B. bifidum BGN4 [pBESIL10] is a bacterium with superior intestinal adhesion ability when compared to other recombinant bacteria [14], and it also has immunosuppression effects on macrophage cells [15]. In addition, the shuttle vector pBES2, which can be transformed into E. coli and Bifidobacterium [41], and the gap promoter [46, 62] with a signal peptide (bbif_1761) [62, 63] which had high expression and excellent secretion ability from B. bifidum were used. Therefore, IL-10 may be more effective in the large intestine when delivered by this engineered bacterium versus those employed in previous studies. Also, in terms of detecting the amount of secreted human IL-10 with ELISA, we confirm that the B. bifidum BGN4 [pBESIL10] is able to produce and secrete higher hIL-10 levels than those previously reported for recombinant Bifidobacteria and L. lactis. In our study, we observed a consistent production of hIL-10 comparable or even greater than those described with other plasmids with transformed probiotics, with a yield of 1473 ± 300 ng/mL of hIL-10. While conducting animal cell experiments, we were able to confirm the benefits of hIL-10 and the efficacies of B. bifidum BGN4 supernatant. Human IL-10 secreted by B. bifidum BGN4 [pBESIL10] into the supernatant significantly inhibited IL-6 production in RAW 264.7 cells, whereas the B. bifidum BGN4 supernatant did not affect IL-6 production. IL-10 does not stimulate or affect IL-8 production by LPS or TNFα induced by human colon adenocarcinoma HT-29 cells, however Bifidobacterium sp. inhibits IL-8 release in LPS-treated HT-29 cells.

Although the efficacies of recombinant bacteria through animal cells have been confirmed in this study, further studies are needed to determine whether the effect on the human body is significant using animal models and clinical experiments in vivo. Since cytokine IL-10 and B. bifidum BGN4 have been applied in various fields, they have also shown potential in treating human autoimmune diseases such as inflammatory bowel disease (IBD) [32, 33], cancer, rheumatoid arthritis [28, 33], and in the prevention of obesity and allergies [12]. Therefore, recombinant B. bifidum BGN4 [pBESIL10] can potentially be widely used. In addition, considering that the ecological activity area of L. lactis is the small intestine, while Bifidobacterium is largely resident in the large intestine, it is expected that synergic functional effects will occur when Lactococcus and Bifidobacterium are applied together as hosts [48]. Furthermore, the IL-27 with Blimp-1 could induce IL-10 in CD4 T cells downstream of STAT1/STAT3 signaling, resulting in a broader immunosuppressive response [39, 64].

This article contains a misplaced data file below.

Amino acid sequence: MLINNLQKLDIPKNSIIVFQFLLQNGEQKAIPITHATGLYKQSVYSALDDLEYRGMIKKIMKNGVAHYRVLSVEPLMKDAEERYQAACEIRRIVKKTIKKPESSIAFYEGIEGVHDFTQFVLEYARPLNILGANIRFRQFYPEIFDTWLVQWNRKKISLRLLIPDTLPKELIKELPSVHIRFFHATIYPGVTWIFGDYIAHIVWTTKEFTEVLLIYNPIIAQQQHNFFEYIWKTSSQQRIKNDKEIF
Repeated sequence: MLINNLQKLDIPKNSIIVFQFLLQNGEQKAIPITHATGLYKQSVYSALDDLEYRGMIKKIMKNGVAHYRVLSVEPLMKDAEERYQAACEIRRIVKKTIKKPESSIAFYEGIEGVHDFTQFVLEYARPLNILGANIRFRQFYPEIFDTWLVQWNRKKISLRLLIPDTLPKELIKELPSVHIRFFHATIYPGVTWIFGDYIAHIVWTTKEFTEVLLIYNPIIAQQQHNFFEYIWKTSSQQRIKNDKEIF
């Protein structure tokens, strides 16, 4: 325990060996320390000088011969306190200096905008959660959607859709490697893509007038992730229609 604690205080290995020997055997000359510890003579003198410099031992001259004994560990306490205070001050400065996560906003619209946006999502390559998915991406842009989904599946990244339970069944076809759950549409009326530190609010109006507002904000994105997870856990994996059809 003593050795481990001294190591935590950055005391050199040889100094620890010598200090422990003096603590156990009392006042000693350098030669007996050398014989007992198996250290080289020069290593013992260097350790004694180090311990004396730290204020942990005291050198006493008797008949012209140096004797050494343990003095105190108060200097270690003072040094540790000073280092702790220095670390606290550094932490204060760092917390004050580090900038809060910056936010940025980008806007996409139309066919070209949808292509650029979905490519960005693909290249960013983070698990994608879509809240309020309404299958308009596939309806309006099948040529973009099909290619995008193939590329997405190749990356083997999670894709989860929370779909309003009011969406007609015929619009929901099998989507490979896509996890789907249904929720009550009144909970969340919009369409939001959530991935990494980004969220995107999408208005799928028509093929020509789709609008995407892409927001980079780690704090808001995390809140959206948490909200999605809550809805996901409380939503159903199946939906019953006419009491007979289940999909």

Conclusion

The objective of this study was the production and evaluation of a recombinant B. bifidum BGN4 which could deliver human IL-10 to the host intestines. As a plasmid construction process, a gap promoter and signal peptide from Bifidobacterium spp. and the human IL-10 gene optimized to Bifidobacterium were cloned into the E. coli-Bifidobacterium shuttle vector pBES2. More than 1473 ± 300 ng/mL of human IL-10 was detected in the cell free culture supernatant of B. bifidum BGN4 [pBESIL10]. B. bifidum BGN4 [pBESIL10] efficiently produces and secretes significant amounts of biologically active human IL-10, and its production level is the highest of all human IL-10 production reported to the academic community to date. Further in vivo and clinical research should be pursued to evaluate therapeutic properties of B. bifidum BGN4 [pBESIL10] synthesizing IL-10 as a treatment for various inflammation-related diseases, including inflammatory bowel disease, rheumatoid arthritis, allergic asthma, and cancer immunotherapy.

Availability of data and materials

The datasets used and/or analysed during the current study are available from the corresponding author on reasonable request.

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Acknowledgements

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Funding

This work was carried out with the support of the Ministry of Small and Medium-sized Enterprises(SMEs) and Startups(MSS), Korea, under the “Regional Specialized Industry Development Program (R&D, Project number S2848321)” supervised by the Korea Institute for Advancement of Technology(KIAT). This work was also supported by a Faculty Research and Creative Activity Committee (FRCAC) Grant (No. 221745) funded by Middle Tennessee State University in the U.S.

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NH designed the experiment under the supervision of SK, GEJ and MSP. KY performed microbial fermentation experiments. NH, SK and MS Park performed the literature research and analyzed data. NH, SK and MS Park wrote and prepared original draft. NH, SK, TVJ and MSP edited and revised the manuscript together. SK and TVJ participated this work based on a non-disclosure research agreement between Middle Tennessee State University and BIFIDO Co., Ltd. All authors discussed drafts. All authors read and approved the final manuscript.

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Correspondence to Geun Eog Ji or Myeong Soo Park.

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Nayoun Hong and Seockmo Ku and Tony V. Johnston declare no conflicts of interest. Kyungjin Yuk, Geun Eog Ji and Myeong Soo Park are directly employed by BIFIDO Co., Ltd. Geun Eog Ji and Myeong Soo Park hold BIFIDO Co., Ltd. stocks as a CEO and CTO, respectively.

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Hong, N., Ku, S., Yuk, K. et al. Production of biologically active human interleukin-10 by Bifidobacterium bifidum BGN4. Microb Cell Fact 20, 16 (2021). https://doi.org/10.1186/s12934-020-01505-y

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Keywords

  • Human interleukin-10
  • Bifidobacterium bifidum
  • Secretion
  • Bioactive
  • Recombinant
  • Expression vector